Colleges Wrestle with How to Handle Hate Speech but Protect Free Speech
By Dani Neuharth-Keusch
Speech-related conflicts, from controversial guest speakers to racist fliers, at colleges and universities across the country have sparked protest and outrage as campuses grapple with the tension between free speech and hateful invective.
Universities often are idealized as an unfettered marketplaces of ideas, where conflicting points of view are heard without restriction and the best ideas win out. But that marketplace is often a regulated one.
In March, the University of Texas at Austin amended its campus code to take a firmer stance against hate and bias incidents, responding to student concerns.
The new policy includes stricter definitions for what kinds of speech warrants disciplinary action — “threatened or actual violent conduct, harassment and incitement to imminent violations of the law” — and imposes “greater consequences” on those who violate the policy, according to a statement from UT President Gregory Fenves.
UT’s campus code defines harassment as “hostile or offensive speech, oral, written or symbolic, that … is sufficiently severe, pervasive or persistent to create an objectively hostile environment that interferes with or diminishes the victim’s ability to participate in or benefit from the services, activities or privileges provided by the university.”
The latest high-profile incident at UT came after a student wielding a knife killed freshman Harrison Brown, 19, and injured three other students on May 1. Posters appeared on campus the next day with a racist depiction of a black man with a knife and the words “Around blacks … Never relax.”
The posters included a link to the Daily Stormer, a white supremacist site that has claimed responsibility for the fliers and reinforced their racist message in commentary on the resulting outcry.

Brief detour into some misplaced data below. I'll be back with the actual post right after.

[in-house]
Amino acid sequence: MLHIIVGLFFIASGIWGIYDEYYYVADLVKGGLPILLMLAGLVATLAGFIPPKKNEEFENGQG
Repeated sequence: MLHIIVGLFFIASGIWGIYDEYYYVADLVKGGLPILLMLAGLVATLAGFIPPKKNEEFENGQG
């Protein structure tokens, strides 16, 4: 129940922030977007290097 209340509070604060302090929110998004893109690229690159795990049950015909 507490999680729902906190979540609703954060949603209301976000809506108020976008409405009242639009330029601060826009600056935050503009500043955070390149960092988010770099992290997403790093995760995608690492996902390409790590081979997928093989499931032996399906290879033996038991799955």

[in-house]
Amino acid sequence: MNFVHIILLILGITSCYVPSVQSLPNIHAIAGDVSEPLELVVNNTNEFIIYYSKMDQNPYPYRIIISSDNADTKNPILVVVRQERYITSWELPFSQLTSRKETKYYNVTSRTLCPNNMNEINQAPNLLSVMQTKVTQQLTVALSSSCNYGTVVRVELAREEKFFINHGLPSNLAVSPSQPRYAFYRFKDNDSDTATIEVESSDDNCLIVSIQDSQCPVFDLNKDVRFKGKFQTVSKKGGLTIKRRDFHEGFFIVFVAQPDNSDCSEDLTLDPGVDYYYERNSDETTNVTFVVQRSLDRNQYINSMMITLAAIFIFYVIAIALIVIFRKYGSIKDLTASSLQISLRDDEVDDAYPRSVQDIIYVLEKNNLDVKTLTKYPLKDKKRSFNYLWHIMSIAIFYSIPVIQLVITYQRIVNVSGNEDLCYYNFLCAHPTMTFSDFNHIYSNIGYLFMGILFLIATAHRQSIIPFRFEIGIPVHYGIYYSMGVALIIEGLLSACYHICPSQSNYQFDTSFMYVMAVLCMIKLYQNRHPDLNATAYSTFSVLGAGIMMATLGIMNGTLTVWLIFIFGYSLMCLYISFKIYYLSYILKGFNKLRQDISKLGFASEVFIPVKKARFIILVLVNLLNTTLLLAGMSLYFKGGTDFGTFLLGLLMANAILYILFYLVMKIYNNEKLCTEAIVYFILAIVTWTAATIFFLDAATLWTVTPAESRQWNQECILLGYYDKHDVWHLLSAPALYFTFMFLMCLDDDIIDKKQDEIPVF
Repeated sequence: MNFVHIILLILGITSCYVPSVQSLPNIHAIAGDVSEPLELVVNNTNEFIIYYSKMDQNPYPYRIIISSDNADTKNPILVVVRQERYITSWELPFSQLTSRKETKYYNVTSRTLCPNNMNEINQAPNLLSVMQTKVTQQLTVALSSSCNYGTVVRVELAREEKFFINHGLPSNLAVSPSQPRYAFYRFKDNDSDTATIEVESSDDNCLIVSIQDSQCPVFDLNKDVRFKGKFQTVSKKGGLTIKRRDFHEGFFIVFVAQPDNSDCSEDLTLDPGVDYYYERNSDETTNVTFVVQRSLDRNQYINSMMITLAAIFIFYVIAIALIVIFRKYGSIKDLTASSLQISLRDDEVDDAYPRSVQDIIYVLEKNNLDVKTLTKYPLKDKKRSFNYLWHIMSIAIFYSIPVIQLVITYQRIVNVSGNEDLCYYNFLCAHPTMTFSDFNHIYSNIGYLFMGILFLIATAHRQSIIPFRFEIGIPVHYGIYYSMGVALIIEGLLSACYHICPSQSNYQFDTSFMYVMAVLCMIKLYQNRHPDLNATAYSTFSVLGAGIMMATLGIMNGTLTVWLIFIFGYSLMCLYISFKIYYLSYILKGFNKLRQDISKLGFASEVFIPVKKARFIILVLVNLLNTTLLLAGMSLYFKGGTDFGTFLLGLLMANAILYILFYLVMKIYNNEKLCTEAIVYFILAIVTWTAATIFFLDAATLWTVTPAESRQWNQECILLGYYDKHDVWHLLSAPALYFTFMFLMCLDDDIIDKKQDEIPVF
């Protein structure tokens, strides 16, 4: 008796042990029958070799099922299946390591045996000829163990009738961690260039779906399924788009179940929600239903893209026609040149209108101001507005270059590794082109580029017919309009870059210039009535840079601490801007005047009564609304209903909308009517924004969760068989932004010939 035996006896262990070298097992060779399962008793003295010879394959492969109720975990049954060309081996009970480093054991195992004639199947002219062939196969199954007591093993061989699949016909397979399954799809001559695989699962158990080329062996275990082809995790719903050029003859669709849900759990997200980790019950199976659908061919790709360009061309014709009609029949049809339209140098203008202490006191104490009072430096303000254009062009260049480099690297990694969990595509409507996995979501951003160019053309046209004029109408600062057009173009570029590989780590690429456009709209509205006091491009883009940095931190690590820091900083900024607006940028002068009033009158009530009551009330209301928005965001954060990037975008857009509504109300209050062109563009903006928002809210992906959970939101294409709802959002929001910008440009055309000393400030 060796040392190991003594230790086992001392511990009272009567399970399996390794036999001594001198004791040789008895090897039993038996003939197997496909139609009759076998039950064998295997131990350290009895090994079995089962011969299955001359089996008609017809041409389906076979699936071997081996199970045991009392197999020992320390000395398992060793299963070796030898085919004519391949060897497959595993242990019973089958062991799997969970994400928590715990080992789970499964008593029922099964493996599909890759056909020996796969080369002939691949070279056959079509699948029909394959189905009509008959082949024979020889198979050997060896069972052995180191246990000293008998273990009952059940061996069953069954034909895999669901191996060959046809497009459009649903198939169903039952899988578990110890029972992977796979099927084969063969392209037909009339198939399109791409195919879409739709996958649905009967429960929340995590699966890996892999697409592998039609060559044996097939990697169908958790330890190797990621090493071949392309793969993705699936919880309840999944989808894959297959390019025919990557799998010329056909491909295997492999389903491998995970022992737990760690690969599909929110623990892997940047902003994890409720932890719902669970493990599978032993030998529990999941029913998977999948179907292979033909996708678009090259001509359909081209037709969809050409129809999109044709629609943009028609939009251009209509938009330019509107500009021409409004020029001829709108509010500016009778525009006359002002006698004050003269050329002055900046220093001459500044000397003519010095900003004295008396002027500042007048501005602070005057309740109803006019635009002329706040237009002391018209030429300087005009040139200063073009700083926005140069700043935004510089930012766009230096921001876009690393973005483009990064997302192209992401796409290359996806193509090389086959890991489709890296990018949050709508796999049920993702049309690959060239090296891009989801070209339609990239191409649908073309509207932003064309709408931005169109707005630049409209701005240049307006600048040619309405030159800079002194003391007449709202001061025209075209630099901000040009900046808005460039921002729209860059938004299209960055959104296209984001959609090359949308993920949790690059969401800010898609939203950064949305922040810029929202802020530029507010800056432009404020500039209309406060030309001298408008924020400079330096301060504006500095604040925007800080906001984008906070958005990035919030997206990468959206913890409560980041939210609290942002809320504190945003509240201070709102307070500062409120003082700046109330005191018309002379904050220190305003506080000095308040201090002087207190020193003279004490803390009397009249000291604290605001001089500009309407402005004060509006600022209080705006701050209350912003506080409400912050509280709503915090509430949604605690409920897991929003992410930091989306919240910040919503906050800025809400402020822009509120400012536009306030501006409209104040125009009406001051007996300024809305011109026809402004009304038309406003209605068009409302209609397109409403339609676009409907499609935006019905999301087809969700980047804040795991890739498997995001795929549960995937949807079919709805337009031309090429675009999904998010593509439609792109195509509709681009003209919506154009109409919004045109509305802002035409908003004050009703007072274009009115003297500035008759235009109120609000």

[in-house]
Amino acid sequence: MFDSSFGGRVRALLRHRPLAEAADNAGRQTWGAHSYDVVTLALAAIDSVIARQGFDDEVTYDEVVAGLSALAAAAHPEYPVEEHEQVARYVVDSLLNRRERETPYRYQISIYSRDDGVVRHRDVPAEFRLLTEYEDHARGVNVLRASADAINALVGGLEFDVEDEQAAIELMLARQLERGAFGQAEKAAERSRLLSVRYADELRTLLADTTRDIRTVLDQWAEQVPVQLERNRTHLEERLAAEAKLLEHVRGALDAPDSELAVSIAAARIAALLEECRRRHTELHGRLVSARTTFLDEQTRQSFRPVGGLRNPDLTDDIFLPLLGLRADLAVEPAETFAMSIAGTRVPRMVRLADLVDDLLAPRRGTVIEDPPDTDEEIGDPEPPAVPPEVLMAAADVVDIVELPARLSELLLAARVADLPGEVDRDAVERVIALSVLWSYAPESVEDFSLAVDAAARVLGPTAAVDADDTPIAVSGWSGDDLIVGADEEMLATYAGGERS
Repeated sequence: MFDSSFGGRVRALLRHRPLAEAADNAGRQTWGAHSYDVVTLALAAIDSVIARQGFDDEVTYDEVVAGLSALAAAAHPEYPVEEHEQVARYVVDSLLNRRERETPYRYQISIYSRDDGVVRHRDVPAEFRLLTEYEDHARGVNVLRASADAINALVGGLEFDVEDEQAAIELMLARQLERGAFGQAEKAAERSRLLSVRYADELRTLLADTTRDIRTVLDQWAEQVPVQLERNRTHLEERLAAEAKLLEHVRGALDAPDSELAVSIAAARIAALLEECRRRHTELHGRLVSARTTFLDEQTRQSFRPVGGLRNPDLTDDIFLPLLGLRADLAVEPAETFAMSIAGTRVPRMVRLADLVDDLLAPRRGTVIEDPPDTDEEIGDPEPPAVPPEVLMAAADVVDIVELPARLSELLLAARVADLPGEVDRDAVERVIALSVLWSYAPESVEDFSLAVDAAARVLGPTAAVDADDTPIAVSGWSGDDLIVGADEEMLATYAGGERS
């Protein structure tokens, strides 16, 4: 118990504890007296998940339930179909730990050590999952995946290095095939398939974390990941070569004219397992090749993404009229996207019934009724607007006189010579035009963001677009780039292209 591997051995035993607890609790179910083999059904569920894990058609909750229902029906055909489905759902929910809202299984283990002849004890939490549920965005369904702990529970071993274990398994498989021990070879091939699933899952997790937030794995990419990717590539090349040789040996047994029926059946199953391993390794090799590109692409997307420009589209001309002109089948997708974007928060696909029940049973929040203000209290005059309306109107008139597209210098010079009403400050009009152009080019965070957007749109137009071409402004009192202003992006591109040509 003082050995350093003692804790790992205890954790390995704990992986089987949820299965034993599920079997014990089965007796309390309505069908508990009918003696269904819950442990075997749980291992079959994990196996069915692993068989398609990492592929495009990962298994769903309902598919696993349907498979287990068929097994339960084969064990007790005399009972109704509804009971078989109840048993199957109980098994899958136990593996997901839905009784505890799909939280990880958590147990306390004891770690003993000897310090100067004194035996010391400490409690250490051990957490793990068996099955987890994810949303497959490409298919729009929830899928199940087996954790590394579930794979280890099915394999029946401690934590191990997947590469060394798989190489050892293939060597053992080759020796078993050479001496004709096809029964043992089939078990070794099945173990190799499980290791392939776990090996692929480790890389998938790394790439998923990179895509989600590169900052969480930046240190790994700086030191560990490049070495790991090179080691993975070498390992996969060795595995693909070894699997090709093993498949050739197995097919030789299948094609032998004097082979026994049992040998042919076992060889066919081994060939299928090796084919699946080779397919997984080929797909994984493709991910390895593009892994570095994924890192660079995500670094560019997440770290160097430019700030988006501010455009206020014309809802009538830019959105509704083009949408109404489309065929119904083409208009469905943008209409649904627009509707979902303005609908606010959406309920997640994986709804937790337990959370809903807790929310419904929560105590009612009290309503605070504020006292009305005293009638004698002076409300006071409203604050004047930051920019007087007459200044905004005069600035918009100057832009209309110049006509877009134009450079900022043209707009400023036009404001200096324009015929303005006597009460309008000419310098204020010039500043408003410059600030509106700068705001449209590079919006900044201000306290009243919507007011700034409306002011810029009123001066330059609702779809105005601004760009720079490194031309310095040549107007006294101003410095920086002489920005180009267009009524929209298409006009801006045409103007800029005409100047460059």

According to a recent report from the Anti-Defamation League, since September 2016, white supremacist groups such as the Daily Stormer have posted recruitment fliers on college campuses in Texas more often than in any other state. There were 18 incidents reported in Texas as of March, and at least four of those occurred at UT Austin — the most of any campus.
Fenves said in a May 2 statement that the latest incident is being investigated by the dean of students, in accordance with the new hate and bias policy.
Students report hate or bias incidents to the Campus Climate Response Team, jointly run by Student Affairs and the Division of Diversity and Community Engagement and established in 2011.
The team gathers information, coordinates the university’s response and refers incidents that violate campus policy to the dean of students, who investigates and either dismisses the report or imposes disciplinary sanctions. Accused students can contest charges and appeal the dean’s ruling to Fenves’ office.
When the allegation is resolved, the university releases information allowable under the constraints of the federal Family Educational Rights and Privacy Act, which protects individual students’ disciplinary records.